Baseball Hall of Fame Getting Too Crowded

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It’s no fun playing the role of buzz kill.

But the question begs: with Ron Santo the fourth player from the 1960s Cubs (Billy Williams, Ernie Banks and Ferguson Jenkins are the others), a team that never went to a World Series, to be awarded enshrinement in Cooperstown, does that mean Bernie Williams and Tino Martinez should join Derek Jeter and Mariano Rivera – the two only sure-fire Yankees Hall of Famers from their 1990s teams – in Cooperstown in a few years’ time?

I hope not.

While it was a pleasure watching Williams and Martinez on those great Yankee teams, and both were nearly as beloved in New York as Santo was in Chicago, they fall into the category of the B-plus player. As was Santo.

Upon closer inspection, the offensive numbers for Williams and Martinez compare favorably, and even better in some cases, with Santo, especially considering Santo had more at bats:

                                AB      AVG.    HR       RBI     OBP    SLG    OPS

Ron Santo                 8143   .277    342     1331   .362    .464    .826                              

Bernie Williams         7869   .297    287     1257   .381    .477    .858

Tino Martinez            7111   .271    339     1271   .344    .471    .815

Of course I could have chosen one of 50 players with similar stats who aren’t in the Hall of Fame. This is not to diminish Santo’s superb play or to dim the enthusiasm of so many Wind City faithful who felt a surge of righteous “it’s about time” feelings upon hearing the news of his election. This was a man who suffered terribly with physical ailments yet remained a Chicago sports icon up to the end. A loyal son of the Second City.

But what’s so bad with being a beloved legend just in your own city?

Deep affection for a local hero shouldn’t determine what is supposed to be a relatively objective judge of a sporting career. I wrote a couple of weeks ago that Yankees shortstop Phil Rizzuto, forever cherished in New York, didn’t deserve enshrinement in Cooperstown. He just wasn’t that superior a player. He got into the Hall of Fame because he became a legend as a Yankees broadcaster for his lovable (or detestable, depending on one’s viewpoint), partisan rooting of his Yankees.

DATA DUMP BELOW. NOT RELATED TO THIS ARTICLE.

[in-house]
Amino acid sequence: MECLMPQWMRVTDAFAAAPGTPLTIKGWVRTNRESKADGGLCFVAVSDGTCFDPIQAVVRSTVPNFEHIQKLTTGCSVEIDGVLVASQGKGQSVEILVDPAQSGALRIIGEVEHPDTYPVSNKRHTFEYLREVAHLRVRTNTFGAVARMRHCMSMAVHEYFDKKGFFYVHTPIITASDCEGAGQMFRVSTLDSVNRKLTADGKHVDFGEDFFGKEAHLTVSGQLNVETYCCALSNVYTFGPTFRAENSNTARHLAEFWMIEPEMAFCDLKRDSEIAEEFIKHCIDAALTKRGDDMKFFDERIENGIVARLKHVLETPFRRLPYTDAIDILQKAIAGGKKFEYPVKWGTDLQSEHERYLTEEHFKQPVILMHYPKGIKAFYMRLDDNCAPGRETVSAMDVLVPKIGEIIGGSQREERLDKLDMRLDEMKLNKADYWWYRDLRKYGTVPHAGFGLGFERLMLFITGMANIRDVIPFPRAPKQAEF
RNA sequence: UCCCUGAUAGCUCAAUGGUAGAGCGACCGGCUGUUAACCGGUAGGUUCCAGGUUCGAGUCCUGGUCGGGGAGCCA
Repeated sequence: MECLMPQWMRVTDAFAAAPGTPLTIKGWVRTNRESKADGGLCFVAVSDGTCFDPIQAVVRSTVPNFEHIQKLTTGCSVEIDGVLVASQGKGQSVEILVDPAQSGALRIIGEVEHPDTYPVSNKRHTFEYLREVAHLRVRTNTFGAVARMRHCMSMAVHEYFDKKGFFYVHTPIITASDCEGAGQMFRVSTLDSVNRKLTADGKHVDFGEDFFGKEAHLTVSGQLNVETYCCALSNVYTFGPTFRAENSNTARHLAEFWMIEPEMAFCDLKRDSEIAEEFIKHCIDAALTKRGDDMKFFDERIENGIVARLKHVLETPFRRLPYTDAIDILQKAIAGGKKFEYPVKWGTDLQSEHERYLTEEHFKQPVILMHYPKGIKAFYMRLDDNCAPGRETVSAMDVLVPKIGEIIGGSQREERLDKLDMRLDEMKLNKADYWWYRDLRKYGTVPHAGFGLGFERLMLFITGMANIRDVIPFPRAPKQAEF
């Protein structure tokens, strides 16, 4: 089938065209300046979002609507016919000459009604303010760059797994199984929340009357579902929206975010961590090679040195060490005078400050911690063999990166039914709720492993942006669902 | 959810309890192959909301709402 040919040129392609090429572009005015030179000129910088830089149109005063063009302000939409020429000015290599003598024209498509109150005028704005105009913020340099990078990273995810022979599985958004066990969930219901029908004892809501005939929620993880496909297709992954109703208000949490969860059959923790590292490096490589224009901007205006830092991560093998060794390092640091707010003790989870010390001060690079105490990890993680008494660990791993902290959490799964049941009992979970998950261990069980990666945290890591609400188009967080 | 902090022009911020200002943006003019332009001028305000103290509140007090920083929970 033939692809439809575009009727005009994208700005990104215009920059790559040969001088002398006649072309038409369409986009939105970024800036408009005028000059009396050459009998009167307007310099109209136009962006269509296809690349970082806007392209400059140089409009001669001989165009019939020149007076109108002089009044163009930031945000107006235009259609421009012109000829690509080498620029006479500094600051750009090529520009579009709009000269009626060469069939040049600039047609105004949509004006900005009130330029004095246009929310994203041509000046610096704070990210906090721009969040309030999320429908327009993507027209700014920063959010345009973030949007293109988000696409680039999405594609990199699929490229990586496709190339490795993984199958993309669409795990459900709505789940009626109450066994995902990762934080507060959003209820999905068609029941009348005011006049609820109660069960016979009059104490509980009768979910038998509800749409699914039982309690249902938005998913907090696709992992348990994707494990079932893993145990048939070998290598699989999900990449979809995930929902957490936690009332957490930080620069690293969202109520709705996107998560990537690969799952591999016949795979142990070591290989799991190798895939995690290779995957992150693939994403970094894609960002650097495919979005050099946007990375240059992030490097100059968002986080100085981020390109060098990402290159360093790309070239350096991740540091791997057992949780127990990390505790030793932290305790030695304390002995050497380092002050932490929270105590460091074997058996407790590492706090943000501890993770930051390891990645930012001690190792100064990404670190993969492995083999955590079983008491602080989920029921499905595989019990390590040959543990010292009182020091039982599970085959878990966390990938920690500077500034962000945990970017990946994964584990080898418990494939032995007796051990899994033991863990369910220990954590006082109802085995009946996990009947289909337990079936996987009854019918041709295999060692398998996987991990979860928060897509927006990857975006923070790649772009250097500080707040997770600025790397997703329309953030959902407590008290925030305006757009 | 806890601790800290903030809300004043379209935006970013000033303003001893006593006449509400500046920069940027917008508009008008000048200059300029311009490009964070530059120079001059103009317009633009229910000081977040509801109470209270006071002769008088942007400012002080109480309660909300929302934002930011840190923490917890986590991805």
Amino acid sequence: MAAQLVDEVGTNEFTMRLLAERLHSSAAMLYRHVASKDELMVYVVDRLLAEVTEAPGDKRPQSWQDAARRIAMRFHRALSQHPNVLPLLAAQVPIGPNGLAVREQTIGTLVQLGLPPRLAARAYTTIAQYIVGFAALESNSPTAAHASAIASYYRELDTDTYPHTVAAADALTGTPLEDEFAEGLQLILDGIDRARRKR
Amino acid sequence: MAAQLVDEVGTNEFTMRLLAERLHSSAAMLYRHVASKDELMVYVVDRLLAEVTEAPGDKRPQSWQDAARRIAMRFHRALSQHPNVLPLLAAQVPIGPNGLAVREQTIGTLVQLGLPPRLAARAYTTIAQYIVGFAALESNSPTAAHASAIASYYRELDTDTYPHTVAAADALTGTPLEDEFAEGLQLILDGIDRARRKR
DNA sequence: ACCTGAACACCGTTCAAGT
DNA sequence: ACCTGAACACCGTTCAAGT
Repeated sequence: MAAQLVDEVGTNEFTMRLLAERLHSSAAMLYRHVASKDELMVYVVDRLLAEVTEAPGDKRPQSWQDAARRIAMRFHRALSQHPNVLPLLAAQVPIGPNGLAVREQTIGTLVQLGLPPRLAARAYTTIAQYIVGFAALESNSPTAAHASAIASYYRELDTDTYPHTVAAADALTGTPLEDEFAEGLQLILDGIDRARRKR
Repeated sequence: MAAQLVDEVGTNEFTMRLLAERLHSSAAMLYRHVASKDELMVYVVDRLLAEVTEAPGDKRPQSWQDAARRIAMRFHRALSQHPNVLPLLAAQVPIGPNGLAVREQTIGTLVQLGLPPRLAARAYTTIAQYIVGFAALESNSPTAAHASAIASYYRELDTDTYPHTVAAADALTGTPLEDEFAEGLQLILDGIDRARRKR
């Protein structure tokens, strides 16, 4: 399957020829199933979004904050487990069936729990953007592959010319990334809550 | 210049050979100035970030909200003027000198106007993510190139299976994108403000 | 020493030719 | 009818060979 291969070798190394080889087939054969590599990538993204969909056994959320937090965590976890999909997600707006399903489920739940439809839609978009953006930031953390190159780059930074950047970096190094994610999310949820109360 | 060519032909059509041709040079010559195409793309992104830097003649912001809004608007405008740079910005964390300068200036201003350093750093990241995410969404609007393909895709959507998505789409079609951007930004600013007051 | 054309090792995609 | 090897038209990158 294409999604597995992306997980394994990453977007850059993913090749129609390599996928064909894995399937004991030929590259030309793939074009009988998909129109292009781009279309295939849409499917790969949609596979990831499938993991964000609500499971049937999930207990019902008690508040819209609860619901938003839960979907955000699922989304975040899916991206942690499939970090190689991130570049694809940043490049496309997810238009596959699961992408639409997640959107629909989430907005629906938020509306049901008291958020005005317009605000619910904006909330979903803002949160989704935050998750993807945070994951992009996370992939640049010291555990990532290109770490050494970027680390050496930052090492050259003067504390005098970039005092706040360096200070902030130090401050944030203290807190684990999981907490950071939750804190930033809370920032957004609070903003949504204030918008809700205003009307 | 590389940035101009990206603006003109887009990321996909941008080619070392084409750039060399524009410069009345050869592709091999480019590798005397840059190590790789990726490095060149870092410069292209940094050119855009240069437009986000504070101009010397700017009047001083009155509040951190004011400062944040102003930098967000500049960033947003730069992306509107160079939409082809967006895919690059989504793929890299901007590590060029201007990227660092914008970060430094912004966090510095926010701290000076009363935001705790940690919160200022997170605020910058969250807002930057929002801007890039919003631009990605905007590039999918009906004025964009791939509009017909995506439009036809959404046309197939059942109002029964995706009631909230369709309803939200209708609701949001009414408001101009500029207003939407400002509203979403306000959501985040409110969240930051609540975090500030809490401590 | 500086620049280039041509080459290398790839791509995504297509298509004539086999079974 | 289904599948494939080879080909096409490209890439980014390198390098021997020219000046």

I also wrote that if Santo and Gil Hodges were under consideration, then Dick Allen, a far more spectacular and impactful player even with his a too-brief career, was more deserving using both statistical and anecdotal evidence.

There’s no doubt in my mind that if Dick Allen had remained with the Phillies for all of his career and had the goodwill of the citizens of that city (which is nearly impossible for any mere mortal) then there would be a call for Allen to be enshrined.

And I’m confident that if the top National League pitchers from that era were queried as to who was a scarier hitter to face they’d name Allen every time over Santo.

The point is there are now far too many players in the Hall, or up for consideration for the Hall, that don’t immediately connote greatness.

The Hall should be for only those that elicit a universal, “oh yeah, he was one of the greats” – and not, “what a solid, clutch player and a good guy.” Sure, once in a while there should be heated discussion regarding a borderline player but there are just too many “close but no cigar” players that are nominated now.

And one can blame Bill James and the rest of the humorless sabermetric crowd for the overabundance of the B-plus players that we’ll see nominated in the coming decades. There’s so much nuanced data at our disposal that one can use these new stats to elevate a player and prove that so-and-so is indeed deserving of Hall status.

I find it similar to the notion of every kid getting a trophy for showing up nowadays. If there continue to be so many near-great players honored, then Cooperstown should be honest and call it the Hall of the Good, the Very Good and the Great. 

So congratulations to Ron Santo’s family who finally see their relative get the honor that so man Chicagoans wished for. If there was a Hall of Fame for loyalty, civic goodwill, and character he would have been enshrined decades ago.

But in a few years when so many other players either slightly better or slightly worse than Santo are also elected, it won’t seem as high an honor.

Because, after all, the Hall is now on the dreaded slippery slope as what was previously reserved seating for the select few is now becoming general admission for many.

Time to restrict the guest list again. It’s getting too crowded in here.

Award-winning columnist Tim Joyce provides occasional commentary for RealClearSports. Email:

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